Once the Request for Probate has been submitted to the court, generally it takes 4-6 weeks for a Grant of Probate to issue. This time period might be longer if the court has questions or requires clarification from the lawyer or executor.
The time it takes a lawyer to obtain a Grant of Probate should not be confused with the time it takes an executor to finish administering the estate. An executor has many other tasks to accomplish before they can distribute the deceased person’s estate, and before their job as executor can be considered complete.
Why is probate required? Isn’t the Will enough?
Financial institutions, life insurance companies and the Land Titles Office may require probate if the deceased person had an asset (account, investment, policy or real estate) in his or her sole name.
Each financial institution has its own internal policies on how much money can be in an account before they will freeze the account and require the executor to probate the Will. These policies range dramatically from one company to the next. Chartered banks, for example, have a greater ability than Credit Unions to absorb loss, and their amount might be higher than a Credit Union’s.
The Land Titles Office will always require probate if the deceased person owned real estate in his or her sole name.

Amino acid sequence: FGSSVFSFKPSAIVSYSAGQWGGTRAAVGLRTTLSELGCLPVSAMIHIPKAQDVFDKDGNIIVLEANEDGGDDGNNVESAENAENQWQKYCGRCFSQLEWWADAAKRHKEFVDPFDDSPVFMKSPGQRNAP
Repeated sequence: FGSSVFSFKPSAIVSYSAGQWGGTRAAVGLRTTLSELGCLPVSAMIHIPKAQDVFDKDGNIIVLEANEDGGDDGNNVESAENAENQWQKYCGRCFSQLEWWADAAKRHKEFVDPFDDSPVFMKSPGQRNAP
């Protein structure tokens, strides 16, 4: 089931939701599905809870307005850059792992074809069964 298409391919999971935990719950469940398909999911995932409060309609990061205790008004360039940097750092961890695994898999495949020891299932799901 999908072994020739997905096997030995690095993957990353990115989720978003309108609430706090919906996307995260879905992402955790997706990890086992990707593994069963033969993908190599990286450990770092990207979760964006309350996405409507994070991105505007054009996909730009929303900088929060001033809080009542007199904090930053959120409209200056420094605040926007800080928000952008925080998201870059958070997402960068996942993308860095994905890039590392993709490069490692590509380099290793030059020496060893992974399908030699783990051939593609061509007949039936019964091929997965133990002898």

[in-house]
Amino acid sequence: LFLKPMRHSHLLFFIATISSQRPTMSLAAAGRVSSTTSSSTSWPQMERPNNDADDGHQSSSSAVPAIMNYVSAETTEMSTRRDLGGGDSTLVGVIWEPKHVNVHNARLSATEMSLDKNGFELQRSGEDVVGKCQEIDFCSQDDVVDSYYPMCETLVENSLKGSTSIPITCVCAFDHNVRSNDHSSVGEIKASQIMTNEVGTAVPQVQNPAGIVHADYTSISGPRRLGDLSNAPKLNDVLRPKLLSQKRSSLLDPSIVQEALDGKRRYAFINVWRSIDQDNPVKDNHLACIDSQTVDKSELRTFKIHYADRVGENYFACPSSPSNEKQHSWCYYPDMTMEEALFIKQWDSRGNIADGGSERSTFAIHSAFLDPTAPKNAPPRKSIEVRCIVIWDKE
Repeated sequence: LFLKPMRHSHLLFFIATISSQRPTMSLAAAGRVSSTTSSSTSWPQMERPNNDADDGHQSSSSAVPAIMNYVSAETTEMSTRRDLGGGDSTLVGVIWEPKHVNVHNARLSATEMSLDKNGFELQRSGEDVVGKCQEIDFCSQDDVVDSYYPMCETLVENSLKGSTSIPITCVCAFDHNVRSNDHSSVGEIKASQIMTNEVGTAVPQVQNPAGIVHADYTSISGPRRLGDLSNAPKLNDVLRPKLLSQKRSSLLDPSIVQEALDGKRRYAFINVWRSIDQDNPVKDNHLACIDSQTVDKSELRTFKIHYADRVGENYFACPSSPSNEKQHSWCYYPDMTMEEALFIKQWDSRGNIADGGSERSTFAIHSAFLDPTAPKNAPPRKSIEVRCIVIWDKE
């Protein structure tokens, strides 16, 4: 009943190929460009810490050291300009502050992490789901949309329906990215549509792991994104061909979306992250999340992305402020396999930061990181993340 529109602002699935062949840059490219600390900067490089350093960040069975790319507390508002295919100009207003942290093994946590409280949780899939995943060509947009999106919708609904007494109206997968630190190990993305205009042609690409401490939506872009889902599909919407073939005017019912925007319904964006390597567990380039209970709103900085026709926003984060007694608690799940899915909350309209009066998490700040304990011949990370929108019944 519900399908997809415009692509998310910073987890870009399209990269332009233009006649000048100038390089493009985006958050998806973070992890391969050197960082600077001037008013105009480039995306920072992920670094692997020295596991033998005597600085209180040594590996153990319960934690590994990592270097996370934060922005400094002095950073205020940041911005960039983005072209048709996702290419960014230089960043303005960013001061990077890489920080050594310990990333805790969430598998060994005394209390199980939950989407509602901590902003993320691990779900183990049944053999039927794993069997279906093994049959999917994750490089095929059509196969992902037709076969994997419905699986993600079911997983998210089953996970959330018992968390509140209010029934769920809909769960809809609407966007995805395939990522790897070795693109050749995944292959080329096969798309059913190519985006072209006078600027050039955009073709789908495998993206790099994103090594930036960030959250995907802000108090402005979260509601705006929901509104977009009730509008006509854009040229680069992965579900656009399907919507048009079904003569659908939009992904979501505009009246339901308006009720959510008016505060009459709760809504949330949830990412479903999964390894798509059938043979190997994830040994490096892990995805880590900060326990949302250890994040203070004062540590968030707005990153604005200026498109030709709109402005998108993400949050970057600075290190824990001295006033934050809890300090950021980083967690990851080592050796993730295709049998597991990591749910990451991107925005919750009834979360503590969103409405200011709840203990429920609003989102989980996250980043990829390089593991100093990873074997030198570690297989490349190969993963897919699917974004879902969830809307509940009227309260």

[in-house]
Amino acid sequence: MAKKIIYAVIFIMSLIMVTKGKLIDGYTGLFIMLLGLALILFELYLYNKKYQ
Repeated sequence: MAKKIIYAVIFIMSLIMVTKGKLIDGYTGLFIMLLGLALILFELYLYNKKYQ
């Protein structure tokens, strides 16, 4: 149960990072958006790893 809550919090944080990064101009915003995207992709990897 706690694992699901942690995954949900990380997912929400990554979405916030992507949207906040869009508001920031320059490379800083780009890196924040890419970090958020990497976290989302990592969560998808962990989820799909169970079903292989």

How much does it cost to probate a Will?
Costs associated with probating a Will fall into two categories, namely probate fees and legal fees, both of which are percentages of the value of the Inventory of the Estate.
As part of the Request for Probate, the court requires the executor to prepare and submit an Inventory of the Estate, listing:
- all assets in the deceased person’s name on his or her date of death (house, vehicle, bank accounts, investments, etc.), and
- the fair market value of each asset on the date of death, deducting only the amount of any encumbrances (e.g. mortgages).
Assets that the deceased person owned jointly with another person, and assets with designated beneficiaries (for example, life insurance, RRSPs, RRIFs, and TFSAs with named beneficiaries), do not usually need to be included in the Inventory.
Probate fees are the fees paid to the provincial government at the time of submitting the Request for Probate to the Court.